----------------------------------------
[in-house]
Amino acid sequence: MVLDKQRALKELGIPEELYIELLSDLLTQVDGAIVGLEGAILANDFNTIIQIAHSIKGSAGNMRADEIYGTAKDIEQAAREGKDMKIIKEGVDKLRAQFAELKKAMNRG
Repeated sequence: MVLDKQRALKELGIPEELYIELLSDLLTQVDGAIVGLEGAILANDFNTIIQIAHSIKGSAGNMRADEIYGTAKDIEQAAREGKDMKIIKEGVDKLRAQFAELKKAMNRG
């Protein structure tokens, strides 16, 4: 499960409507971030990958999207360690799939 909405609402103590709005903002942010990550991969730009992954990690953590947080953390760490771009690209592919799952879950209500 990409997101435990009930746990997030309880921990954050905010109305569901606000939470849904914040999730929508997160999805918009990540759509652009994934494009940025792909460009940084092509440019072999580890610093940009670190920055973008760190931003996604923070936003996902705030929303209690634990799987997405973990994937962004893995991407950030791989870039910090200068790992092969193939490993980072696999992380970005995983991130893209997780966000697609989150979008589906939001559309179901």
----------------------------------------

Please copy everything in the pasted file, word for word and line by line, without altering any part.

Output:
[in-house]
Amino acid sequence: MVLDKQRALKELGIPEELYIELLSDLLTQVDGAIVGLEGAILANDFNTIIQIAHSIKGSAGNMRADEIYGTAKDIEQAAREGKDMKIIKEGVDKLRAQFAELKKAMNRG
Repeated sequence: MVLDKQRALKELGIPEELYIELLSDLLTQVDGAIVGLEGAILANDFNTIIQIAHSIKGSAGNMRADEIYGTAKDIEQAAREGKDMKIIKEGVDKLRAQFAELKKAMNRG
């Protein structure tokens, strides 16, 4: 499960409507971030990958999207360690799939 909405609402103590709005903002942010990550991969730009992954990690953590947080953390760490771009690209592919799952879950209500 990409997101435990009930746990997030309880921990954050905010109305569901606000939470849904914040999730929508997160999805918009990540759509652009994934494009940025792909460009940084092509440019072999580890610093940009670190920055973008760190931003996604923070936003996902705030929303209690634990799987997405973990994937962004893995991407950030791989870039910090200068790992092969193939490993980072696999992380970005995983991130893209997780966000697609989150979008589906939001559309179901």